Abandoning the airless stupefying atmosphere of the boardroom, David Philpott joined a group of young people that took their deliberations to the monkey bars and the rope swing this past weekend, wishing perhaps that all his board meeting could be like this.

BORED MEETINGS & BOARD MEETINGS
You know how it is.  Another board meeting, another stiflingly hot room, another long, long evening with interventions, contradictions, questions, questions, questions and if it’s badly chaired , late-night overruns.
In my long and undistinguished career, I have seen it all – well nearly all – what with all the grandstanding and posing that goes on in the board room, as wannabe chairmen vie for supremacy in a merry dance of show-offery as these  undeclared candidates put themselves forward for the as-yet- unannounced vacancy.  This though is not nearly as stomach-churning as the chair that simply will not go.  Year after year they cling on; the position of chair being the only thing in their shallow lives that gives them any sense of position and status in their own little world.
Stop it David! Enough of your rants.
I may have seen it all in the boardroom, but I have also never had it so good.  I am at that blessed stage in my career when all the boards and chairman/women that I work with are thoroughly decent people who are there to serve for a season, run meetings with one eye on the clock and conduct business with the efficiency of Deutsche Bahn.
However it was not a train I needed – German or otherwise - when on Sunday I was asked to attend a Youth Board Meeting at Grosvenor Hall in Ashford – this the former police training college but now a young people’s activity centre.  A five minute drive from my home and I was passing through the security gates in checking in for a bust day of interaction with this – a board like no other I have ever served on.  This is CXK Ltd, a charity which I am privileged to chair myself and one that makes sure that the voice of its service users – the young people of Kent - is heard by not only having a Youth Board but also by having teenagers represented on the full board.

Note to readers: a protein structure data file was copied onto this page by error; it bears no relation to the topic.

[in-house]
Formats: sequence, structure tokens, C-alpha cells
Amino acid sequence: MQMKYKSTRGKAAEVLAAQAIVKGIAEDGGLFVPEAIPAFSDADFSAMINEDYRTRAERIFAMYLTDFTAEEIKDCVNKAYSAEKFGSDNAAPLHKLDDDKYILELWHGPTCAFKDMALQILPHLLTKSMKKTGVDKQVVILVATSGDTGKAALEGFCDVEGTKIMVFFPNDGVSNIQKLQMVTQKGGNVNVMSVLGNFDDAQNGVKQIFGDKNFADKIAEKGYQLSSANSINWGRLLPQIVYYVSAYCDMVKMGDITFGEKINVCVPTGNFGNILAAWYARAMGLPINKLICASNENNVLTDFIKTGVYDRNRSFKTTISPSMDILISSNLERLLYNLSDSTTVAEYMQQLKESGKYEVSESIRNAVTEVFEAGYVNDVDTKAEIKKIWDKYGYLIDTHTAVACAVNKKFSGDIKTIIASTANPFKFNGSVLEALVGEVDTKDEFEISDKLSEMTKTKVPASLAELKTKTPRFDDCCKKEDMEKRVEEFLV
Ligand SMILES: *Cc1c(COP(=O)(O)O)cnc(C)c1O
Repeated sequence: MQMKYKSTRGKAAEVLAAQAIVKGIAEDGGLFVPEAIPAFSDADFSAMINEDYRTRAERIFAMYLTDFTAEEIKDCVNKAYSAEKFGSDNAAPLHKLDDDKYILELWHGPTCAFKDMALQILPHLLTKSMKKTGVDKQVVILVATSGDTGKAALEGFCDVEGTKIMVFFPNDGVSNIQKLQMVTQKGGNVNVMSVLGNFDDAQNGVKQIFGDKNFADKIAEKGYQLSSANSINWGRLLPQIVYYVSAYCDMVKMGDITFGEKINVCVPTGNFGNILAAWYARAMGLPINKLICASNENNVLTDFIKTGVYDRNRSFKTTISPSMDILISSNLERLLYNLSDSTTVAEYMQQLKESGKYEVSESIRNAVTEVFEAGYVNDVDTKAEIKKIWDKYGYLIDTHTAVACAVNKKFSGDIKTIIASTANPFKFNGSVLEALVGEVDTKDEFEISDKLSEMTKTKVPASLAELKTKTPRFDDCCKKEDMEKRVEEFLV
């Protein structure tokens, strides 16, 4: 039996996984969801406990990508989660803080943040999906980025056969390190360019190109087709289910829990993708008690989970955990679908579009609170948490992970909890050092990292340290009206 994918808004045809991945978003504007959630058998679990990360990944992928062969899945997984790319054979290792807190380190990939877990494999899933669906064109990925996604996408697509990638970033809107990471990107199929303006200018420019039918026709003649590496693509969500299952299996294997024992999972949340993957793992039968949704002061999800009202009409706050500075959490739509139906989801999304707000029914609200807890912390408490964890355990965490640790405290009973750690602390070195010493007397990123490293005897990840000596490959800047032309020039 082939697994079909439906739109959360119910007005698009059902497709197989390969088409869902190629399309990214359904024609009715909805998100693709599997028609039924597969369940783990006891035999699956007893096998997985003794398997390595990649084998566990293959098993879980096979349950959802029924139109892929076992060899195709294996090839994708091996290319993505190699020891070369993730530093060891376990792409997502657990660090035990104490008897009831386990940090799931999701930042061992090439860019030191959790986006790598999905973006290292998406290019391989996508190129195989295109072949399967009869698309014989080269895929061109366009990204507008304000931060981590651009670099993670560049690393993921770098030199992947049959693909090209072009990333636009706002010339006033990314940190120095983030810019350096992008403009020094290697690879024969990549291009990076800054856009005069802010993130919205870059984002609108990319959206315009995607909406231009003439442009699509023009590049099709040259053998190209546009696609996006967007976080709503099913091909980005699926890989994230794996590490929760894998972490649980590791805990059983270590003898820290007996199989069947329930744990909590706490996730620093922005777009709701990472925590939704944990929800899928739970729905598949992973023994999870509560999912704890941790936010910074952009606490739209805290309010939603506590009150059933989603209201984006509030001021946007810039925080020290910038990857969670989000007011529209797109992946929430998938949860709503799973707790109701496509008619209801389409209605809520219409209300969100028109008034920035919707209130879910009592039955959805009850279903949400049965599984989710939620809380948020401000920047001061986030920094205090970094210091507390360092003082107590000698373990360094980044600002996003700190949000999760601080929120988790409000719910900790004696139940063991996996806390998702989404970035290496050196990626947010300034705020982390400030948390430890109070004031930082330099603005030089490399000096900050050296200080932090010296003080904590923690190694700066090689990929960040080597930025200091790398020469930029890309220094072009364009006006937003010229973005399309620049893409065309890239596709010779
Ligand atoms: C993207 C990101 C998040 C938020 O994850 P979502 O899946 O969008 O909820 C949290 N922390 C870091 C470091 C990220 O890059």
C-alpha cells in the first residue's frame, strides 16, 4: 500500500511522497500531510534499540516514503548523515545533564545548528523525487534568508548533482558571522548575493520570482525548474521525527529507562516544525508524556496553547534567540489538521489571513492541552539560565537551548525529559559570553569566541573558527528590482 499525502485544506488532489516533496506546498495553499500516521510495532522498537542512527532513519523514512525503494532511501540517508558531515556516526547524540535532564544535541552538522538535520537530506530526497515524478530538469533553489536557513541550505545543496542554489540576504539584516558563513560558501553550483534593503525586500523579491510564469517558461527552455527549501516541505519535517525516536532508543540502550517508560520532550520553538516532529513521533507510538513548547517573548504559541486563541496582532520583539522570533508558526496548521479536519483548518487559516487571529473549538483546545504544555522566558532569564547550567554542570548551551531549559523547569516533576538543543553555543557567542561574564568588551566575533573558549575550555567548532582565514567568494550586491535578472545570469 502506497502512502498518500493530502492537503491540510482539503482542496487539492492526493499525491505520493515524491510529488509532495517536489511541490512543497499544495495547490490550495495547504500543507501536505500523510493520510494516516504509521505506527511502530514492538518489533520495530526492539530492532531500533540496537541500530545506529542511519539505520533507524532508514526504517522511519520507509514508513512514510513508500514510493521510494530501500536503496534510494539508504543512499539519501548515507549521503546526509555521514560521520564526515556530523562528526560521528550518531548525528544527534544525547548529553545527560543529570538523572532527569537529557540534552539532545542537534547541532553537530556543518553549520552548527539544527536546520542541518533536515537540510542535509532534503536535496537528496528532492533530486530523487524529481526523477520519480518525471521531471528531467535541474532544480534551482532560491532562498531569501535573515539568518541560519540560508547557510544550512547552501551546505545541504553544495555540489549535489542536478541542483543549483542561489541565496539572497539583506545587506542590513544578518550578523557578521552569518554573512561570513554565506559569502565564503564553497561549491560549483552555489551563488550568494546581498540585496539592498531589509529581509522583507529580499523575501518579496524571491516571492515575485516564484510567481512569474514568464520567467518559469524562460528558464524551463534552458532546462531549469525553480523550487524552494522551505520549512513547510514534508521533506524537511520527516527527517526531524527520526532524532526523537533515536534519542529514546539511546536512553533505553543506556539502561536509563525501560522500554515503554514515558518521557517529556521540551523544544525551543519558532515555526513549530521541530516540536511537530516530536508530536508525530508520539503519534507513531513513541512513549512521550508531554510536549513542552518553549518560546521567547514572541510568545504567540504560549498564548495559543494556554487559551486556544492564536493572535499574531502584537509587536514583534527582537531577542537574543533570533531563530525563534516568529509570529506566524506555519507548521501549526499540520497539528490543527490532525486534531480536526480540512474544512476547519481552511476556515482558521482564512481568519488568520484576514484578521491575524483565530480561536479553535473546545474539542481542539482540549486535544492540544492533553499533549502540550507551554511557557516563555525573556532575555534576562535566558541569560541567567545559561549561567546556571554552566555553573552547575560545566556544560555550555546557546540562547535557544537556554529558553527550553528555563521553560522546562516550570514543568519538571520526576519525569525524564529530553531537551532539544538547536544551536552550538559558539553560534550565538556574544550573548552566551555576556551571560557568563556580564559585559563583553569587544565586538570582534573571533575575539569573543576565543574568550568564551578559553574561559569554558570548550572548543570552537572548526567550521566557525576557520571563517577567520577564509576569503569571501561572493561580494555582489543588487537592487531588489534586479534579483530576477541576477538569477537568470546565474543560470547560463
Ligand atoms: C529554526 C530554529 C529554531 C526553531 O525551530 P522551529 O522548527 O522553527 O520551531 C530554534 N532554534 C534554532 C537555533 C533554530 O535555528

No stuffy or stifling rooms to suck the life out of you on this hot, hot, hot Sunday then  as we built relationships through team work exercises, scrambling over tyres, hanging from monkey bars, dashing over or under obstacles and building our very own towers of babel with milk crates in the blistering September sun.
As I drove home for a family barbeque – the last of the summer I expect – I could not help but be depressed at the legacy that my generation has left young people such as these I had spent my day with.  One in five is out of work, the property ladder has no affordable first, second or third rungs and all the opportunities that were spread before me at their age have been yanked away like a magic carpet by profligate bankers and careless politicians who took their eye off the ball. 
Notwithstanding this tragedy – the design of which was made in city stuffy boardrooms – instead of investing in their futures, Kent County Council’s reaction has been to cut the funding of this charity by a third. Now that to me seems like a pretty short sighted policy for a public body that is sitting on millions of pounds of reserves and I suspect that the Youth Board will agree wit